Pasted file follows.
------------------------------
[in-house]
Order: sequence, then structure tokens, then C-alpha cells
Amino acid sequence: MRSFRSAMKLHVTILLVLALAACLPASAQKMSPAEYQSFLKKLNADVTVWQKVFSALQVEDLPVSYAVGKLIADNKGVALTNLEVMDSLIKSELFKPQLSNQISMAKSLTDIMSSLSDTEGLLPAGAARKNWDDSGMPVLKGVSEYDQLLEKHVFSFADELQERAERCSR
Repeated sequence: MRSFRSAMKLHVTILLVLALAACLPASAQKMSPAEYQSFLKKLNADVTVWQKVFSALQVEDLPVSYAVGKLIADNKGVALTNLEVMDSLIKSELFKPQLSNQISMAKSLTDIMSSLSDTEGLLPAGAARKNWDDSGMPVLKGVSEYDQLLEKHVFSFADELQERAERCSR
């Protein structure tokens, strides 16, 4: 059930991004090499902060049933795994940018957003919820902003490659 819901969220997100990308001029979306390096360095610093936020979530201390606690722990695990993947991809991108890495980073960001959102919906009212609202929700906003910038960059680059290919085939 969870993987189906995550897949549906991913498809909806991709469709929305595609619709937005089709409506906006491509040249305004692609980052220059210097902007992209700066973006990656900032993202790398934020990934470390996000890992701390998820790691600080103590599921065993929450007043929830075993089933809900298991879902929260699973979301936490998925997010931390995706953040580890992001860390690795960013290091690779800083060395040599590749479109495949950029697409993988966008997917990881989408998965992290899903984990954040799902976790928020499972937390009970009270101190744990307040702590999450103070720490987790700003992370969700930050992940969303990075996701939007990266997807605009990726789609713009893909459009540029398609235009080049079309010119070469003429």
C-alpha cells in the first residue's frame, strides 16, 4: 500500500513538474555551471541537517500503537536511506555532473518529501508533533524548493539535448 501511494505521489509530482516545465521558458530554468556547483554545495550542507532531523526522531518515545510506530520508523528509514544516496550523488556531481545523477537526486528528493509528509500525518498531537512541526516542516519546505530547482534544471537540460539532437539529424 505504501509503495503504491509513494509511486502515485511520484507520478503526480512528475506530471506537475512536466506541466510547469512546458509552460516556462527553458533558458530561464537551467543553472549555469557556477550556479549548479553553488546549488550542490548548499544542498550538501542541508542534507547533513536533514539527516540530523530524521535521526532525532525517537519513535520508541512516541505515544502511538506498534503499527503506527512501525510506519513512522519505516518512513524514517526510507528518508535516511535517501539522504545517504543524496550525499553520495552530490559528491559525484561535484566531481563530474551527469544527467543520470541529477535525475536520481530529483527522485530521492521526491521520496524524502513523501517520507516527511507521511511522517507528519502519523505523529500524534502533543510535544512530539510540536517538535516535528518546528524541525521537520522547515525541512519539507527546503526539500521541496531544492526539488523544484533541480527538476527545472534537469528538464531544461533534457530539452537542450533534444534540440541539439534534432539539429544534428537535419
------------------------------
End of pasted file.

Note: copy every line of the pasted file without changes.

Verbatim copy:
[in-house]
Order: sequence, then structure tokens, then C-alpha cells
Amino acid sequence: MRSFRSAMKLHVTILLVLALAACLPASAQKMSPAEYQSFLKKLNADVTVWQKVFSALQVEDLPVSYAVGKLIADNKGVALTNLEVMDSLIKSELFKPQLSNQISMAKSLTDIMSSLSDTEGLLPAGAARKNWDDSGMPVLKGVSEYDQLLEKHVFSFADELQERAERCSR
Repeated sequence: MRSFRSAMKLHVTILLVLALAACLPASAQKMSPAEYQSFLKKLNADVTVWQKVFSALQVEDLPVSYAVGKLIADNKGVALTNLEVMDSLIKSELFKPQLSNQISMAKSLTDIMSSLSDTEGLLPAGAARKNWDDSGMPVLKGVSEYDQLLEKHVFSFADELQERAERCSR
């Protein structure tokens, strides 16, 4: 059930991004090499902060049933795994940018957003919820902003490659 819901969220997100990308001029979306390096360095610093936020979530201390606690722990695990993947991809991108890495980073960001959102919906009212609202929700906003910038960059680059290919085939 969870993987189906995550897949549906991913498809909806991709469709929305595609619709937005089709409506906006491509040249305004692609980052220059210097902007992209700066973006990656900032993202790398934020990934470390996000890992701390998820790691600080103590599921065993929450007043929830075993089933809900298991879902929260699973979301936490998925997010931390995706953040580890992001860390690795960013290091690779800083060395040599590749479109495949950029697409993988966008997917990881989408998965992290899903984990954040799902976790928020499972937390009970009270101190744990307040702590999450103070720490987790700003992370969700930050992940969303990075996701939007990266997807605009990726789609713009893909459009540029398609235009080049079309010119070469003429």
C-alpha cells in the first residue's frame, strides 16, 4: 500500500513538474555551471541537517500503537536511506555532473518529501508533533524548493539535448 501511494505521489509530482516545465521558458530554468556547483554545495550542507532531523526522531518515545510506530520508523528509514544516496550523488556531481545523477537526486528528493509528509500525518498531537512541526516542516519546505530547482534544471537540460539532437539529424 505504501509503495503504491509513494509511486502515485511520484507520478503526480512528475506530471506537475512536466506541466510547469512546458509552460516556462527553458533558458530561464537551467543553472549555469557556477550556479549548479553553488546549488550542490548548499544542498550538501542541508542534507547533513536533514539527516540530523530524521535521526532525532525517537519513535520508541512516541505515544502511538506498534503499527503506527512501525510506519513512522519505516518512513524514517526510507528518508535516511535517501539522504545517504543524496550525499553520495552530490559528491559525484561535484566531481563530474551527469544527467543520470541529477535525475536520481530529483527522485530521492521526491521520496524524502513523501517520507516527511507521511511522517507528519502519523505523529500524534502533543510535544512530539510540536517538535516535528518546528524541525521537520522547515525541512519539507527546503526539500521541496531544492526539488523544484533541480527538476527545472534537469528538464531544461533534457530539452537542450533534444534540440541539439534534432539539429544534428537535419